Sarah Hollandsworth at Flute World spoke to Lonnie Davis for Jazz Appreciation Month, to discuss how she got her start in jazz, the artists who influenced her jazz style, and what jazz music means to her. It’s an inspiring conversation with JazzArts Charlotte’s “powerhouse musician and entrepreneur”.
Below are a few excerpts of the conversation. Watch the full discussion on YouTube.
How did you get into jazz?
I’ve played an instrument all my life, although my first was the violin. I wanted to march in band, so I switched to flute, and fell in love from the beginning. It spoke to who I was. When I was accepted into the arts conservatory in New Orleans NOCCA, I can’t say I knew how to play jazz flute. I had some great educators at my fingertips who helped to share with me the role of flute in jazz.
The first jazz song I learned was Moe Koffman Swingin’ Shepherd Blues, a slow blues, perfect for a beginner jazz player. Blues is always great place to start. But jazz and music is a language you have to listen to a lot. So I immediately dove in to hear. It was helpful to hear different interpretations of the voice of the flute.
How has the last year impacted you as a performer and an organization?
For myself, I try to look at the positive, find the light. So for me, although there have been challenges certainly, it has been rewarding in a sense. With the extra time a year go on our hands, I focused on things I didn’t have the opportunity before, things we may take for granted in the hustle and bustle of regular circumstances. I spent a lot more time with family. I explored other arts projects that have nothing to do with music.
Organizational, this has given JazzArts Charlotte a clear focus on how we can support this local community of musicians even greater. We have put all our efforts toward supporting artists at this time. We launched a lot of programming virtual with musicians in mind: performance-based programs to feature and highlight the talent here and pay those artist for their time and skill. We also pushed intentional fundraising efforts to keep those individuals working. Even our educational programs have gone virtual, and expanded jazz academy to reach broader audiences and afford more musicians. We’ll move through summer continuing that and hopefully by fall will bring more in-person to bring the music to the community.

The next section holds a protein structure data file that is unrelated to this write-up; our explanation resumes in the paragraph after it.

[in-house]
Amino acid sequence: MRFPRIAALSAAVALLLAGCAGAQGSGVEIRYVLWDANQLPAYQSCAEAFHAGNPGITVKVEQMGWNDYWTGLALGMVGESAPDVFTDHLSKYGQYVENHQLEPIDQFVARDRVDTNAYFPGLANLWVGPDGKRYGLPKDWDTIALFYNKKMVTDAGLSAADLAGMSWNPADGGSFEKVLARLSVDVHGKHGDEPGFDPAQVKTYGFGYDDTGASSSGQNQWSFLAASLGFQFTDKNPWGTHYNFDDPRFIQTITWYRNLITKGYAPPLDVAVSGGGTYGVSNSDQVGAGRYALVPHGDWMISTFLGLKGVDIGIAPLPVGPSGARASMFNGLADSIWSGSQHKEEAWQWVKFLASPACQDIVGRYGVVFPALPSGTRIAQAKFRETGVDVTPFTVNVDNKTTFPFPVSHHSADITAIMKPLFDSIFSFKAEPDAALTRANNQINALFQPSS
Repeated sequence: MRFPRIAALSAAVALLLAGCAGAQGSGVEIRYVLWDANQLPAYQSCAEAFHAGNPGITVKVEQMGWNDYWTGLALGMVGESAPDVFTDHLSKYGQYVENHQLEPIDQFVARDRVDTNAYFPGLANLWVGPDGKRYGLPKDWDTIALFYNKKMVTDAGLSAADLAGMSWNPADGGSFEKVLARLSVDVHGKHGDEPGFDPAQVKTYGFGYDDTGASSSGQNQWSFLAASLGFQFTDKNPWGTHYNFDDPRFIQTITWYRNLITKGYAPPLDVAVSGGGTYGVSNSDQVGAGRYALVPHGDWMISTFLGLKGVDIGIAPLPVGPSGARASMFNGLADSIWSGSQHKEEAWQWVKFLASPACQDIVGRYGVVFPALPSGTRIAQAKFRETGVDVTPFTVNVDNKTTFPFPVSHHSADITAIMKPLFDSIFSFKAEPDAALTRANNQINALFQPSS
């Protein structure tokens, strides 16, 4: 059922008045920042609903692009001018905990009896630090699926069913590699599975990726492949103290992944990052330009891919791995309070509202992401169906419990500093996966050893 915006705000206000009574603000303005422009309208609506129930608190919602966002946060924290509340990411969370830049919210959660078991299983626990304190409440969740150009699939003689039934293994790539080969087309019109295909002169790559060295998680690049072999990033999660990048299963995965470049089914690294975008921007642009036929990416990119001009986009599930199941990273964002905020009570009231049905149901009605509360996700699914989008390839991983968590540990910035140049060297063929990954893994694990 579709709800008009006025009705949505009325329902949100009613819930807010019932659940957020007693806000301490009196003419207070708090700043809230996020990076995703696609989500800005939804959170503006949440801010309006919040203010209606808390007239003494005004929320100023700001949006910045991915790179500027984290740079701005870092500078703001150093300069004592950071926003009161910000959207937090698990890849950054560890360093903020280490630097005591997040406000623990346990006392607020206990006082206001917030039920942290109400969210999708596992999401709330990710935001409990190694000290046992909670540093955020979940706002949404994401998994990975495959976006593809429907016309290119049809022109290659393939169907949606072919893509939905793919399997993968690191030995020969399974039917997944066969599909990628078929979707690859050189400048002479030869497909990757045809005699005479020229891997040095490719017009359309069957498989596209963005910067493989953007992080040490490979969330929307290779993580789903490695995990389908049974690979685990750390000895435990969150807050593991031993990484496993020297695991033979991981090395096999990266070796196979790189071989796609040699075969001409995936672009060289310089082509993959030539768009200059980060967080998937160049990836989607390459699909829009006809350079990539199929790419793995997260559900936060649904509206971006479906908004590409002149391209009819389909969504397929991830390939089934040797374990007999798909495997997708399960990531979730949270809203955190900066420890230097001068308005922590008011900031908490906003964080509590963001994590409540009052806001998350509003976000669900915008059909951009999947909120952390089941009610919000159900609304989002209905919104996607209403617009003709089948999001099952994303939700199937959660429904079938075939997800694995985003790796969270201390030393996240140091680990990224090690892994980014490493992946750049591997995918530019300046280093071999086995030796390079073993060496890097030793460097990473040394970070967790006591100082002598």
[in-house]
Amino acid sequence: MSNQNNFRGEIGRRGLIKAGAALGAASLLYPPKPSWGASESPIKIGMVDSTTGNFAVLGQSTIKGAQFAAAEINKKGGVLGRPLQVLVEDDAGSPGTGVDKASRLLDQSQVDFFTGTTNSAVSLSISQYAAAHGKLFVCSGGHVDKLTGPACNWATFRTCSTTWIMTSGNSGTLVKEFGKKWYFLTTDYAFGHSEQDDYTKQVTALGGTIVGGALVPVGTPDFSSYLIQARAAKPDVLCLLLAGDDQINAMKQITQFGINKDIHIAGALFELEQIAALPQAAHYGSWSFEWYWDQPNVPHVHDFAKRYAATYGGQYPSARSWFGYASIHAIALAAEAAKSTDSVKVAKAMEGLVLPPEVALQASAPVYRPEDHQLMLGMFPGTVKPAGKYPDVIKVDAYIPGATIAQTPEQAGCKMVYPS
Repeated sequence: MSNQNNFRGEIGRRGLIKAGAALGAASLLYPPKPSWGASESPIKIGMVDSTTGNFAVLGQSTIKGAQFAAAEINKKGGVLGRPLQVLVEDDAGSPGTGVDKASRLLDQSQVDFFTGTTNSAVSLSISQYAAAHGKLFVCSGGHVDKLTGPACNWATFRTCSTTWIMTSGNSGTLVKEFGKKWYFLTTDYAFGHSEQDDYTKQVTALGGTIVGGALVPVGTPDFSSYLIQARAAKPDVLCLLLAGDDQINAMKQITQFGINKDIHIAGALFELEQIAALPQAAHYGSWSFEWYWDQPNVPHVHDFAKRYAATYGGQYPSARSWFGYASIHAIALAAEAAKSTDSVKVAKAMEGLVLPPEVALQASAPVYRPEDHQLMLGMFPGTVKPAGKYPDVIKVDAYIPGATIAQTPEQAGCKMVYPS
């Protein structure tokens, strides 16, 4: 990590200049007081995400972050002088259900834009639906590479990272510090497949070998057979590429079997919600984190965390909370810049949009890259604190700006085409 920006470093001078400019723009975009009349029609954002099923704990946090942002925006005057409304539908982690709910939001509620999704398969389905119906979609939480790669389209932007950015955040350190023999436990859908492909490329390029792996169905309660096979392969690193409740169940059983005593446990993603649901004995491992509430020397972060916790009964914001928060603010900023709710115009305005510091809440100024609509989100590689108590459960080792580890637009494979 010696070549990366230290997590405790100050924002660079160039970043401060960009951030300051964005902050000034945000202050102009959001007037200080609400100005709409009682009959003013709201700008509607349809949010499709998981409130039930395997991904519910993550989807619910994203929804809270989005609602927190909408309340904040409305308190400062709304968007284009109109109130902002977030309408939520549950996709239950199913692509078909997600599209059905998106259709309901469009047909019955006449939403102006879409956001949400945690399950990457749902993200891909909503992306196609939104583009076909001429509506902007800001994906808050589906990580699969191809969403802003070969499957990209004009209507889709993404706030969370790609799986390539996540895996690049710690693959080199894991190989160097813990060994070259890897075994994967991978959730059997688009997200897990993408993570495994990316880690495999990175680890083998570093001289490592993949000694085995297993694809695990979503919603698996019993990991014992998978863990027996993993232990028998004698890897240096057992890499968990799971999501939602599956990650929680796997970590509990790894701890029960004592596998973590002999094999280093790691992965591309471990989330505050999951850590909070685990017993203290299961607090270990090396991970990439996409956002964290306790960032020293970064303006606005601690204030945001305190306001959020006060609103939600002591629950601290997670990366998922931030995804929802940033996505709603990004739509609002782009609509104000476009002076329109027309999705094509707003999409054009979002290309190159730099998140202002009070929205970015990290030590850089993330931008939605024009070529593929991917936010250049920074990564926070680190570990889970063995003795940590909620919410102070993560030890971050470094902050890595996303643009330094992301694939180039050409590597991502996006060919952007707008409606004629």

We have tried to use those opportunities as leverage to move forward in a major way. In the past several months, JazzArts Charlotte received a major investment from the Knight Foundation in technology, to grow digital programs beyond the pandemic. So we will continue to build digital content and reach digital audiences. It’s not going anywhere. We learned a new way to do things. It’s possible to reach audiences not geographically close, gives you more to participate in.
What advise do you give to a flutist curious about jazz?
For any young flutist or mature flutists out here, a great place to start jazz is to listen to other jazz flautists. The most challenging thing for me initially was to imagine the role of the flute in jazz. Despite being from New Orleans, didn’t grow up with it as part of a jazz repertoire. So I didn’t get into it until I studied jazz artists in later school. The first step is to understand the role of flute in a jazz ensemble. The flute in jazz plays many roles and styles: from Latin jazz like Dave Valetin, to bluesy like Herbie Mann, to some of the modern like Itai Kriss, one of my current favorites from Israel. There are a lot of entry points. Listening you will start to connect with that music and what role you can play with your voice.
Another step is to move the music stand out of the equation. Literally just play what you hear, along with a song you like. Try to find the melody on flute and rely on your ear. You might be surprised. As a kid, I would just try to play to cartoons, and then movie soundtracks. When I transitioned to jazz I knew I didn’t have to depend on music. Gain the confidence to play off the page, listen to your inner ear and match what you hear through your instrument.
Once you do that, you’re on your way.